There are currently over 1,500 active or pre-launch clinical trials in the United States focused on brain health. That’s a lot of potential impact, but what if it could happen faster? That question should be an imperative; we need to be faster.
However, it’s more than speed.
Brain health studies also need higher participant counts and more diverse research perspectives. I’ve been working in this industry on the database side of things for the last decade and have seen this firsthand. Based on conversations with researchers, PhDs, physicians, PIs, and even families of TBI patients, I believe there are specific challenges – and innovative solutions – that we need to shine a spotlight on as they deserve to be talked about.
Challenge: Access to Level One Trauma Centers for Brain Health Research Studies
One of the biggest hurdles for brain health studies is the high bar for entrance into level one trauma centers. With so much of acute injury research happening at these trauma centers, it’s tough to gain local access – often coming down to relationships (or lack thereof) the research team has.
This results in significantly impacting overall discovery speed, but it affects other important areas as well.
Challenge: Increased, More Reliable Participation for Brain Health Research Studies
Another problem we need to address is the increasing and scaling of participation. This also stems from the initial hurdle of level one trauma center access. The current funding paradigm is participant number-based, making this an important problem to solve.
With limited options for study location, research teams are often faced with a logistical challenge. That is, recruiting the right participants – those with a specific need – to the location where a research study is based. Depending on the study, a research team is either confined to that geographic area or forced to make travel and/or remote arrangements. This also contributes to the speed at which we can do research.
Challenge: Greater Diversity & Collaboration Among Research Team Members
In a similar way to its impact on participants, level one trauma center access can limit the size and diversity of research teams. In our work with TRACK-TBI , we’ve witnessed the benefits of a diverse, collaborative research team. By expanding who can contribute to a brain health study, a research team can move faster and have more perspectives in terms of expertise.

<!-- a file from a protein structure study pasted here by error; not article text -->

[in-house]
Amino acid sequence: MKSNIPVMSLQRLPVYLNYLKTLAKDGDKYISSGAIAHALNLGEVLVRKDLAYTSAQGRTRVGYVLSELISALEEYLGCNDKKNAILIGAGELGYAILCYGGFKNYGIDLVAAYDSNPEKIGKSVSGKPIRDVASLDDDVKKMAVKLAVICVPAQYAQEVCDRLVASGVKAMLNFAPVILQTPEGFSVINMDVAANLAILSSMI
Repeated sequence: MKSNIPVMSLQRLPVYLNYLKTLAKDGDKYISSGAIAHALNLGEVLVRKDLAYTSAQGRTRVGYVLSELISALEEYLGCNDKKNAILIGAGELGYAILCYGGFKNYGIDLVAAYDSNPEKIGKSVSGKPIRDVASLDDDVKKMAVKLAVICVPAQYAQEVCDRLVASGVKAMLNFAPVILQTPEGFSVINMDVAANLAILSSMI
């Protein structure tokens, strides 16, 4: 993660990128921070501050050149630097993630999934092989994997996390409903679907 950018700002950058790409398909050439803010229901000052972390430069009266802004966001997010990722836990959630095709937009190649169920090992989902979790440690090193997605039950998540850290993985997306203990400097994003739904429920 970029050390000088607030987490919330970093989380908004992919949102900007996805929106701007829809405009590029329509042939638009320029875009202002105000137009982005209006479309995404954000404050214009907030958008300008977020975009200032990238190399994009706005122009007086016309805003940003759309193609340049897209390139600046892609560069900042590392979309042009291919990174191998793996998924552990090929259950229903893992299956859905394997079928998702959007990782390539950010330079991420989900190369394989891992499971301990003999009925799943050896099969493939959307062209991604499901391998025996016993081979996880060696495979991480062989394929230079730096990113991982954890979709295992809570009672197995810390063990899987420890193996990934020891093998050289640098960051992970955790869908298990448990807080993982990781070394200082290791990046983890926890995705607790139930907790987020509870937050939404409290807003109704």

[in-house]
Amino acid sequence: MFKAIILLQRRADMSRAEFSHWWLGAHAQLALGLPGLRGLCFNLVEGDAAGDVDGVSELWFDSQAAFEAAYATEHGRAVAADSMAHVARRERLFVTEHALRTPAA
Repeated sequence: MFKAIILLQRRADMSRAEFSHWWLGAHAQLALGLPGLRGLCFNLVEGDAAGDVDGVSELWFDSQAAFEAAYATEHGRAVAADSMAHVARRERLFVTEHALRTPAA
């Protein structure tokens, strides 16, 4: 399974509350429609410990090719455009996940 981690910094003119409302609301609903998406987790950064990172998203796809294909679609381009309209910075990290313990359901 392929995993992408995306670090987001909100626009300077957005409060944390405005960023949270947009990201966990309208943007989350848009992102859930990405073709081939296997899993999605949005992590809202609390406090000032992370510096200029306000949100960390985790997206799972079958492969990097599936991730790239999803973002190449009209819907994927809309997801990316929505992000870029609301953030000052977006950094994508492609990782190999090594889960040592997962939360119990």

How Could We Overcome These Challenges? Exploring a Platform-Based Approach
In light of these challenges, what if we could remove the roadblock by simply having the system set up for quick deployment?
Think of a model like this as the “pre-plumbing” for brain health studies. In other words, we could create the environment for research to take place before we even know what question the research is addressing.
Begin to think about this process as taking an existing, multi-site brain health research group – such as TRACK-TBI – and turning that into a research platform for other studies. In TRACK-TBI’s case, that turns a single site into a brain health study with multiple centers open to early research – where discovery can happen faster with more participants and perspectives.
In addition to addressing the level one trauma center challenge, this expanded research model would increase participation that is both reliable and scalable. With more sites, research teams should have fewer limitations when it comes to participant recruitment and engagement.
The important thing to add here is that these additional sites would also be open to and prepared for brain health research studies.
Early-stage brain health studies will be able to plug-in to an existing research platform that knows what they do and how they do it – with multiple locations and research perspectives to collaborate with.
The Time is Right For a Breakthrough
Breakthroughs happen because of exponential increases. While our community is working tirelessly to move forward and make life-changing discoveries, brain health studies need a breakthrough. We need an exponential increase in speed, participant counts, researchers, study sites, and funding.
By rethinking the very research model we currently work from, those changes become more possible and repeatable. The “one-to-many” accelerator platform is ripe for consideration.
What do you think?
As the founder of QuesGen and a long-time research professional, I’m curious to hear your thoughts about this – and other ways we can increase the rate of scientific discovery. Our developing world depends on it!